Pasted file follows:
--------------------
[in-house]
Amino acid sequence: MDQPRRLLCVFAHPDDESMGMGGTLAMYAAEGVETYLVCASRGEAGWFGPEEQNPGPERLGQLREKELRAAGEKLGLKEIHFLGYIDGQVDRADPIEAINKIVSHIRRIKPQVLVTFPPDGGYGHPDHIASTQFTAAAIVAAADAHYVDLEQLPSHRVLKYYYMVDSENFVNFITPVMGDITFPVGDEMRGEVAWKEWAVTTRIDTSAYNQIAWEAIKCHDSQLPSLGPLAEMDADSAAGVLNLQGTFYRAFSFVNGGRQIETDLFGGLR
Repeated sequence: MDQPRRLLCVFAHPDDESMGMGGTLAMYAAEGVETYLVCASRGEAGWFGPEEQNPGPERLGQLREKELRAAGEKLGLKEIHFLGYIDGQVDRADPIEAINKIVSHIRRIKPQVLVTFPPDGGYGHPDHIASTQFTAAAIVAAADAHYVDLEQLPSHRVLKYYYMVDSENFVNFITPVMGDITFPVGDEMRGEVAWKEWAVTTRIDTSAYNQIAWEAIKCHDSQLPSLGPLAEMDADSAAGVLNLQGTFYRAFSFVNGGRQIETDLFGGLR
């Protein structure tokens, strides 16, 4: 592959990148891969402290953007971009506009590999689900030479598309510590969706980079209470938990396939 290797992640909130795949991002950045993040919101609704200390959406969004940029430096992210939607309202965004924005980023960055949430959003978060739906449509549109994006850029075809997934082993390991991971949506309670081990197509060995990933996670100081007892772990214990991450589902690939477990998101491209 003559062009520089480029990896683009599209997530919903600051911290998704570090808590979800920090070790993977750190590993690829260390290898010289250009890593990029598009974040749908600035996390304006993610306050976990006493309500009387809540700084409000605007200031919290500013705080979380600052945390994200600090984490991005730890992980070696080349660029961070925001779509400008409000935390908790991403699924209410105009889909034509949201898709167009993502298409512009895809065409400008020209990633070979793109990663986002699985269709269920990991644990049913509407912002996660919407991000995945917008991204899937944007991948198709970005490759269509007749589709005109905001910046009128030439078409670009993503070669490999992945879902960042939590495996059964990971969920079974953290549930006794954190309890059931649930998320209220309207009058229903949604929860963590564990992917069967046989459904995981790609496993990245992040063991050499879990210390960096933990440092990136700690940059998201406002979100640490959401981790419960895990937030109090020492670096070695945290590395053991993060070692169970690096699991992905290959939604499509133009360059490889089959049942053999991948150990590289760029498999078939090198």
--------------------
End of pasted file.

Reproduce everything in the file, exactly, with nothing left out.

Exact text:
[in-house]
Amino acid sequence: MDQPRRLLCVFAHPDDESMGMGGTLAMYAAEGVETYLVCASRGEAGWFGPEEQNPGPERLGQLREKELRAAGEKLGLKEIHFLGYIDGQVDRADPIEAINKIVSHIRRIKPQVLVTFPPDGGYGHPDHIASTQFTAAAIVAAADAHYVDLEQLPSHRVLKYYYMVDSENFVNFITPVMGDITFPVGDEMRGEVAWKEWAVTTRIDTSAYNQIAWEAIKCHDSQLPSLGPLAEMDADSAAGVLNLQGTFYRAFSFVNGGRQIETDLFGGLR
Repeated sequence: MDQPRRLLCVFAHPDDESMGMGGTLAMYAAEGVETYLVCASRGEAGWFGPEEQNPGPERLGQLREKELRAAGEKLGLKEIHFLGYIDGQVDRADPIEAINKIVSHIRRIKPQVLVTFPPDGGYGHPDHIASTQFTAAAIVAAADAHYVDLEQLPSHRVLKYYYMVDSENFVNFITPVMGDITFPVGDEMRGEVAWKEWAVTTRIDTSAYNQIAWEAIKCHDSQLPSLGPLAEMDADSAAGVLNLQGTFYRAFSFVNGGRQIETDLFGGLR
């Protein structure tokens, strides 16, 4: 592959990148891969402290953007971009506009590999689900030479598309510590969706980079209470938990396939 290797992640909130795949991002950045993040919101609704200390959406969004940029430096992210939607309202965004924005980023960055949430959003978060739906449509549109994006850029075809997934082993390991991971949506309670081990197509060995990933996670100081007892772990214990991450589902690939477990998101491209 003559062009520089480029990896683009599209997530919903600051911290998704570090808590979800920090070790993977750190590993690829260390290898010289250009890593990029598009974040749908600035996390304006993610306050976990006493309500009387809540700084409000605007200031919290500013705080979380600052945390994200600090984490991005730890992980070696080349660029961070925001779509400008409000935390908790991403699924209410105009889909034509949201898709167009993502298409512009895809065409400008020209990633070979793109990663986002699985269709269920990991644990049913509407912002996660919407991000995945917008991204899937944007991948198709970005490759269509007749589709005109905001910046009128030439078409670009993503070669490999992945879902960042939590495996059964990971969920079974953290549930006794954190309890059931649930998320209220309207009058229903949604929860963590564990992917069967046989459904995981790609496993990245992040063991050499879990210390960096933990440092990136700690940059998201406002979100640490959401981790419960895990937030109090020492670096070695945290590395053991993060070692169970690096699991992905290959939604499509133009360059490889089959049942053999991948150990590289760029498999078939090198």